Elsie Falconer

Obituary of Elsie Falconer



(née Bongard)

March 7, 1932 – October 15, 2022


Elsie didn’t want her obituary to be a laundry list of her many accomplishments. Although her children didn’t always do what they were told, we’ve opted for a few of her favourite sayings. Even before dementia stole speech from her, Elsie wasn’t a big talker, but when she spoke, people—her family, her friends, her colleagues—listened. That’s because her words were invariably practical, frequently wise and sometimes funny.


“My rotten children.” Actually, she was immensely proud of the five kids she had with Donald Wentworth Falconer (1922–1981): Tony (Jamie Bowland), Lucy (Paul McDonald), Tim (Carmen Merrifield), Nicky (Stephen Baker) and Molly. Despite being spoiled rotten, we all turned out just fine. Elsie was also the beloved grandmother of Strachan, Ned and Nicholas (Julia Grasso) Bowland; Dougal McDonald and Aveleigh Baker. Predeceased by her parents, Strachan and Helen (Lawson) Bongard, her sister, Judy Meredith, and the family dog, Bandit, she is survived by her brother, Strachan Bongard (Sally); sister-in-law Elizabeth (Falconer) Brooke; many nieces and nephews; and her devoted caregivers, Ana and Hilda. Few things pleased her more than when the family gathered in Caledon. Dinners there and in Toronto were often unruly, punctuated with debates about politics and other contentious matters, but always fun and convivial. Starting at age 70, she delighted in taking her family on trips, including to Spain, Jamaica and New Orleans.


“Real estate is good for the soul.” Given that she was a female pioneer in the home-selling business, this might have seemed like a pitch line. But she really believed it. Joining Martin & Meredith in the 1960s, she became one of Toronto’s top-selling agents in the ‘70s before moving into management and then ownership. After selling Martin & Meredith, she joined the management team at Bosley, staying until she was 80.


“It’s just fine and dandy.” Elsie wasn’t a complainer and always saw the positive. Despite her calm reserve, generous nature and great, slightly naughty laugh, she was determined and competitive, as anyone who worked with her or faced her in Scrabble, backgammon or dominoes quickly learned. The first woman to become president of the Badminton and Racquet Club, she was also a president of the West End Creche, a board member of Better Living Health and Community Services and involved in various other volunteer activities.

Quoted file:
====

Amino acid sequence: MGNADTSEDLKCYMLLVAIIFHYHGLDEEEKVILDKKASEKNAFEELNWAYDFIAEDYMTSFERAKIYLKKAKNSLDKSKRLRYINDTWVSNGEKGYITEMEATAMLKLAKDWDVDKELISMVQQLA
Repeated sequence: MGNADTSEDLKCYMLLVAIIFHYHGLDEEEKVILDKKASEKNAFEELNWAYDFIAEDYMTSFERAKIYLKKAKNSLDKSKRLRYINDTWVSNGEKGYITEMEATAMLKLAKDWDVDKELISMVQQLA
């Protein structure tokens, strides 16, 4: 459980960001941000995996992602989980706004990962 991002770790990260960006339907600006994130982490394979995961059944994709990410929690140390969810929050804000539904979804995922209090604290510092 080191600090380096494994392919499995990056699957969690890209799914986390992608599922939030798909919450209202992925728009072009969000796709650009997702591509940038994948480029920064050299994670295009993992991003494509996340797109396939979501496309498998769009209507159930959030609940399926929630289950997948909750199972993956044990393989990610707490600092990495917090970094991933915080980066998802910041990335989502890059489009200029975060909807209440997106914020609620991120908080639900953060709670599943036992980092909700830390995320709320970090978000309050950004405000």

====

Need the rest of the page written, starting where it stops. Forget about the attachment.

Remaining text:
“You’re never too old to try new things.” An avid photographer earlier in her life, she took up painting at 70 and proved to be a far more talented artist than she’d ever imagined. She quickly developed better computer skills than some of her kids. A supporter of the Toronto Argonauts in their heyday, she later became a dedicated fan of the Toronto Blue Jays. Other passions included her friends, especially those from Ovenden College School; Judi Dench; and good rum. She also enjoyed sailing, tennis and cross-country skiing. On the family trip to Jamaica for her 75th birthday she tried kite sailing and loved the experience.


“It was a great success.” She said this a lot. We say it about her life.


A celebration of life will take place from 5:00 to 7:00 p.m. on December 12th in the Falconer Room at the Badminton and Racquet Club.


In lieu of flowers, donations may be made to the ArtHeart Community Art Centre in Regent Park, the Aphasia Institute or the charity of your choice.  Condolences may be forwarded through www.humphreymiles.com.


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